Site Performance, an experimental feature added to the Webmaster Tools console courtesy of Google Labs, provides detailed information about your site’s load time and gives suggestions for speeding it up. It includes a chart of your site performance data over time, which can help determine latency triggers.

As explained in Google’s official blog post about it, the Site Performance console includes examples of specific pages and their actual page load times, plus Page Speed suggestions that can help reduce latency.

I was pretty shocked when I logged into Webmaster Tools today to find my blog pages take an average of 6 seconds to load. Google states that this is slower than 83% of sites! The Example Pages and Page Speed Suggestions revealed the culprit was a banner ad that was not optimized and a couple of extra DNA fetches on some pages so I was able to fix the issues pretty quickly.

The load time data is apparently sourced from aggregated information by users of the Google Toolbar but it’s important to remember that it’s all averaged. A specific user may experience your site faster or slower than the average depending on their location and network conditions.

As a Labs tool, Site Performance is still under development and Google are seeking feedback on it via the Webmaster Tools Forum.

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Q and A: Can a cluttered home page affect search rankings?

Question

Hi Kalena,

I work on the  www.wordtravels.com website. Can the cluttered homepage negatively affect its overall page rank? What are your thoughts?

Thanks! Aimee

Dear Aimee,

In general terms, the fact that a page is “cluttered” would not necessarily have a direct impact on your rankings, but from a usability perspective a complex or “busy” home page can be confusing, and is likely to affect your conversion rate (the percentage of people that sign up to your service or make an enquiry).

If your site visitors find it difficult to find the information they are looking for,  they are more likely to leave the site without taking an action, so it is important that the info you provide on your home page is clear and easy to use – and funnels your visitors to the areas of the site that will be of specific interest to them – and it is there that you can start to provide detailed (and relevant) information.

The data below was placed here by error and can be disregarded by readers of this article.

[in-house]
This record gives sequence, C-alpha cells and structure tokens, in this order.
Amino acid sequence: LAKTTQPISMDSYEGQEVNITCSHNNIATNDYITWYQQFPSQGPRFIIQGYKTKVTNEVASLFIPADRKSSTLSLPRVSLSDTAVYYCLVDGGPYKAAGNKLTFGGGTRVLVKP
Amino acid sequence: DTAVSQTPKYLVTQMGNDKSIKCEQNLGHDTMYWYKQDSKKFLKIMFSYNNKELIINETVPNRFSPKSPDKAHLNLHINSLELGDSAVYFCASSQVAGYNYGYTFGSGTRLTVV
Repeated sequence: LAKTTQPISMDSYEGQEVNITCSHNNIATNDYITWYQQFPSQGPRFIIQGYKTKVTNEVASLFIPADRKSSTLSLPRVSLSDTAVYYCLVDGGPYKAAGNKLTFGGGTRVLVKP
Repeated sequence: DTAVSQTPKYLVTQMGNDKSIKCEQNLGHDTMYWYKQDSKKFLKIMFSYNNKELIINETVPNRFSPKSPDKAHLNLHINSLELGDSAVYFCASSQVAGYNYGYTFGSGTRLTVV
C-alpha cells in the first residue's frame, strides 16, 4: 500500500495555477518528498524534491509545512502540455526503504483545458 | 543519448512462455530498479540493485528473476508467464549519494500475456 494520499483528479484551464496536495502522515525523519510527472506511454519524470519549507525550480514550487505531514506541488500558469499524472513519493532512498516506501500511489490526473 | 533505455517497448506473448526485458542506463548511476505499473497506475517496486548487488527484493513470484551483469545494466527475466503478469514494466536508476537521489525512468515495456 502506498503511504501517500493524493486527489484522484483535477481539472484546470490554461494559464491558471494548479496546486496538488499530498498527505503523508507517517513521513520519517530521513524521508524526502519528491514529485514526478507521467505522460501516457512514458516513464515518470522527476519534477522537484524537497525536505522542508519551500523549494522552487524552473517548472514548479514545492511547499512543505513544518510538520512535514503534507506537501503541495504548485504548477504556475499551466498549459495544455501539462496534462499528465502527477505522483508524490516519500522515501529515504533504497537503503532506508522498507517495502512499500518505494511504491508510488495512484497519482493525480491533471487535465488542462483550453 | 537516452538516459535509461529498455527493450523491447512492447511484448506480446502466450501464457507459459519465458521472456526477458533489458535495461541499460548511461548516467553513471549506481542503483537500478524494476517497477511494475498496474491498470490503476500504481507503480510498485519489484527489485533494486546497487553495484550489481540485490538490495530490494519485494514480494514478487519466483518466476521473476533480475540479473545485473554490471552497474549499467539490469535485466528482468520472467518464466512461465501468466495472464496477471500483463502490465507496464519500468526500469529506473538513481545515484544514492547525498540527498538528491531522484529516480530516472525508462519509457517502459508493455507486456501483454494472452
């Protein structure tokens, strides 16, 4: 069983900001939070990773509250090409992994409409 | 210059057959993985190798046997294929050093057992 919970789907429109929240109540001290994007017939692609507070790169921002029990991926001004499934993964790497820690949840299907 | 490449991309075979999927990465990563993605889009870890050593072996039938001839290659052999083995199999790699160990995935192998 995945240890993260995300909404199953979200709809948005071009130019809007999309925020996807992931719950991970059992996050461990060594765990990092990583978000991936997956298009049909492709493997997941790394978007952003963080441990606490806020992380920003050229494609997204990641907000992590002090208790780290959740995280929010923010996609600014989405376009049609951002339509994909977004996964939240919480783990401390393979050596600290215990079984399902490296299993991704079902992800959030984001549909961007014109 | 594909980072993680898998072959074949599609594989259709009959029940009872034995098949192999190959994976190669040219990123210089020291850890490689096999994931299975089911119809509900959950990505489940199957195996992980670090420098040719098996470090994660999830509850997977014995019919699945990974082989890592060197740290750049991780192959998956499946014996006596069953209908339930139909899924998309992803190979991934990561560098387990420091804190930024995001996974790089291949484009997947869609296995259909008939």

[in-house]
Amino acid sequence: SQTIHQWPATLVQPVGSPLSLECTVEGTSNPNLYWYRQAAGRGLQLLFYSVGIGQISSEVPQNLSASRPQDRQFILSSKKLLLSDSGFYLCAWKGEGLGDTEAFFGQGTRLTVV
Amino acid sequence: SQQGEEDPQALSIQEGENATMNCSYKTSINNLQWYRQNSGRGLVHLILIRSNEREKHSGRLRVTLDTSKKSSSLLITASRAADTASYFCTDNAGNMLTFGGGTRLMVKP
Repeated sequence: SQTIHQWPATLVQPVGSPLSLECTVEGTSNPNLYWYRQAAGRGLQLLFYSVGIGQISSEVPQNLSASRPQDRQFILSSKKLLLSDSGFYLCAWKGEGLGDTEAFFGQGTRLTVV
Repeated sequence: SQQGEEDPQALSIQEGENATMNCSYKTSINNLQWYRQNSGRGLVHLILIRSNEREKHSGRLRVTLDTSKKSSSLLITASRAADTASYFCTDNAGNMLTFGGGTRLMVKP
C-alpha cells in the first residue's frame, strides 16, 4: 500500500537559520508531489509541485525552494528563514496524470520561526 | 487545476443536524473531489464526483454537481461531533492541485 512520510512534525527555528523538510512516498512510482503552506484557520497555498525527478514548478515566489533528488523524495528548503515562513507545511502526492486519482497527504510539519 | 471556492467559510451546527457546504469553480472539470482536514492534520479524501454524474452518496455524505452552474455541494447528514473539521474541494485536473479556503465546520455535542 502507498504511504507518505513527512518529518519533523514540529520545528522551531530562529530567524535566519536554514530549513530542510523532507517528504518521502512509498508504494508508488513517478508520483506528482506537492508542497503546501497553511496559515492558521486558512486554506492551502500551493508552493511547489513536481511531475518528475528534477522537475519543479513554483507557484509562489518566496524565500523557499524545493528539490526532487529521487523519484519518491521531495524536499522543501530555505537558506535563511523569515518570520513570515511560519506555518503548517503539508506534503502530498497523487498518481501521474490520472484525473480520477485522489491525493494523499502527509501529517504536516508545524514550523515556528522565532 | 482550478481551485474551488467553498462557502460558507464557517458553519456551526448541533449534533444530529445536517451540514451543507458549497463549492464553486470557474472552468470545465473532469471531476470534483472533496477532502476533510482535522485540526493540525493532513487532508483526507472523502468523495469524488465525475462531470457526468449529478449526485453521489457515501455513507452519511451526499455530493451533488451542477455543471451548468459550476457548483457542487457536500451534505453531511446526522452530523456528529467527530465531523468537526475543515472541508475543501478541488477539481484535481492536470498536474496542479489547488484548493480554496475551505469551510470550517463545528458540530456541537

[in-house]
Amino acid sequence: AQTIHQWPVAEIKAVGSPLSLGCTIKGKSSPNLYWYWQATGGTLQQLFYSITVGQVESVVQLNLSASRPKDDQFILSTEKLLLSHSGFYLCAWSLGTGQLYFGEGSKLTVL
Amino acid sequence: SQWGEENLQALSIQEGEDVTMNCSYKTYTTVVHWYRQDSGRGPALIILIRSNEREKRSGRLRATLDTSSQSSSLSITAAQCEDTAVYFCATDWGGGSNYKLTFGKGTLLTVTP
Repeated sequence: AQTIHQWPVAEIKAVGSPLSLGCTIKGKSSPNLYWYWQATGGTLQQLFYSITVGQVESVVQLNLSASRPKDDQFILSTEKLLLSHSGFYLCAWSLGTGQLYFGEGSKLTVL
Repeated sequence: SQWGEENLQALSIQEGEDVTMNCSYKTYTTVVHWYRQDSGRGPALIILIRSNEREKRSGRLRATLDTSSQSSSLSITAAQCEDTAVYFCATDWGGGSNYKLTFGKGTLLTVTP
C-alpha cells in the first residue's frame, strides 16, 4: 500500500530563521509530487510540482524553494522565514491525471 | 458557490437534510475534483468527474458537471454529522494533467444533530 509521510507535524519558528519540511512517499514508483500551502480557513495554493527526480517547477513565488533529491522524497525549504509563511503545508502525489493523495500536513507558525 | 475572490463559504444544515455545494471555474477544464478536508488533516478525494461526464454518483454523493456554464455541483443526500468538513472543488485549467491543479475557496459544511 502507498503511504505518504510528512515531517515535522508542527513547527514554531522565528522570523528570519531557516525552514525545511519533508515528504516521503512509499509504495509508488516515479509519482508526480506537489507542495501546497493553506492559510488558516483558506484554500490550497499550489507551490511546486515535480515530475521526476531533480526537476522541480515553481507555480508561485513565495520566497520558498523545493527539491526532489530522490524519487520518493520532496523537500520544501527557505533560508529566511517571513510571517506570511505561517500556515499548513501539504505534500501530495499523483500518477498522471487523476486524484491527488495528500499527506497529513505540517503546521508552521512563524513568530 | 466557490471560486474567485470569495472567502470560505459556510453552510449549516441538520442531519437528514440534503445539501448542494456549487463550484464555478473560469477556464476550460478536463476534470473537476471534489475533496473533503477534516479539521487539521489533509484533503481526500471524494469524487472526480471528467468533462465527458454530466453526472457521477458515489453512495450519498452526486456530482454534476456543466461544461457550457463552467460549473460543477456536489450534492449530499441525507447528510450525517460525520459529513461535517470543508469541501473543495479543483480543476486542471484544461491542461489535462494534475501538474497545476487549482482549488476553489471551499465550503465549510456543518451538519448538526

One issue related to a “cluttered home page” that could affect your rankings, may actually be the inclusion of too much content.  What you say ?? How could there possibly be too much content ??  You have no doubt heard the SEO mantra – “Content is King” – well this is certainly true as far as I am concerned – but it doesn’t mean that you should put all your content on the one page.

Optimising your web site should involve choosing one or a very small number of keyword phrases to optimise for each page, by including relevant content for those specific phrases only.  Trying to squeeze all your target keyword phrases on the one page (probably resulting in a cluttered page), will not only be confusing to users – but is also likely to be confusing to Search Engines.  If a search engine cannot clearly identify the “purpose” of your page, because it contains too many conflicting keyword phrases for example, then it is not likely to give the page good rankings for many (or any) of those keyword phrases.

I’ve had a quick look at your site – and whilst it is certainly “busy”, it is relatively easy for a visitor to find a specific area they may be interested in.  Of more concern to me is the sheer number of links on your home page.  Google doesn’t like pages with lots of links (largely because users tend not to like them either).  Google has suggested a maximum of approx 100 links per page. A quick count of the links on your home page shows that you currently have over 600 – which is likely to raise some questions with Google (and not in a good way).

Hope that helps…

Andy Henderson
Ireckon Web Marketing